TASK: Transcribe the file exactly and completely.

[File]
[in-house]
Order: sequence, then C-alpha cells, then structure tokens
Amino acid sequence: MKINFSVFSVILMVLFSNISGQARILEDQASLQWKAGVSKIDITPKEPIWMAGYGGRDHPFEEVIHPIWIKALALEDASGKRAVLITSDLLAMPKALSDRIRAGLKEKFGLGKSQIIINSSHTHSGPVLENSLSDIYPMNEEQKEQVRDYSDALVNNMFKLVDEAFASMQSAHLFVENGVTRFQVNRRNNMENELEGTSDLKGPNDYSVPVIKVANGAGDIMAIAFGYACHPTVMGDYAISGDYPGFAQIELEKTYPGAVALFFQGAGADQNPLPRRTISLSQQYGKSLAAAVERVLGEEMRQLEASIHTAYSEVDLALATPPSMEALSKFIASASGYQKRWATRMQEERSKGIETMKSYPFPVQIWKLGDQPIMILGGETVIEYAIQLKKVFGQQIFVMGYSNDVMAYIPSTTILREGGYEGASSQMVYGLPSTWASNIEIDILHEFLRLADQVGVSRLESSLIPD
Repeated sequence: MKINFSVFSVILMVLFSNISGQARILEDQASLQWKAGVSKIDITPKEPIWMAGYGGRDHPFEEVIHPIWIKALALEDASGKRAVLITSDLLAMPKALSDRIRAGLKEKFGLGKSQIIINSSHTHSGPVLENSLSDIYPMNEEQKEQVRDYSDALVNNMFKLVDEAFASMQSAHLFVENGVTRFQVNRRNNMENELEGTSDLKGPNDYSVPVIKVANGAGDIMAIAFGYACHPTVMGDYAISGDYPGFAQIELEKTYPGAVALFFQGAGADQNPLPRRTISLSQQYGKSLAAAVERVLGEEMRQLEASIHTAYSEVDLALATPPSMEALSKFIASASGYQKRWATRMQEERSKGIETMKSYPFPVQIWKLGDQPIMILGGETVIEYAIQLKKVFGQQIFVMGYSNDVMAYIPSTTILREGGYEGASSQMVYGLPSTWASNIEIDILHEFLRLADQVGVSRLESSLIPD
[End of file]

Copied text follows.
[in-house]
Order: sequence, then C-alpha cells, then structure tokens
Amino acid sequence: MKINFSVFSVILMVLFSNISGQARILEDQASLQWKAGVSKIDITPKEPIWMAGYGGRDHPFEEVIHPIWIKALALEDASGKRAVLITSDLLAMPKALSDRIRAGLKEKFGLGKSQIIINSSHTHSGPVLENSLSDIYPMNEEQKEQVRDYSDALVNNMFKLVDEAFASMQSAHLFVENGVTRFQVNRRNNMENELEGTSDLKGPNDYSVPVIKVANGAGDIMAIAFGYACHPTVMGDYAISGDYPGFAQIELEKTYPGAVALFFQGAGADQNPLPRRTISLSQQYGKSLAAAVERVLGEEMRQLEASIHTAYSEVDLALATPPSMEALSKFIASASGYQKRWATRMQEERSKGIETMKSYPFPVQIWKLGDQPIMILGGETVIEYAIQLKKVFGQQIFVMGYSNDVMAYIPSTTILREGGYEGASSQMVYGLPSTWASNIEIDILHEFLRLADQVGVSRLESSLIPD
Repeated sequence: MKINFSVFSVILMVLFSNISGQARILEDQASLQWKAGVSKIDITPKEPIWMAGYGGRDHPFEEVIHPIWIKALALEDASGKRAVLITSDLLAMPKALSDRIRAGLKEKFGLGKSQIIINSSHTHSGPVLENSLSDIYPMNEEQKEQVRDYSDALVNNMFKLVDEAFASMQSAHLFVENGVTRFQVNRRNNMENELEGTSDLKGPNDYSVPVIKVANGAGDIMAIAFGYACHPTVMGDYAISGDYPGFAQIELEKTYPGAVALFFQGAGADQNPLPRRTISLSQQYGKSLAAAVERVLGEEMRQLEASIHTAYSEVDLALATPPSMEALSKFIASASGYQKRWATRMQEERSKGIETMKSYPFPVQIWKLGDQPIMILGGETVIEYAIQLKKVFGQQIFVMGYSNDVMAYIPSTTILREGGYEGASSQMVYGLPSTWASNIEIDILHEFLRLADQVGVSRLESSLIPD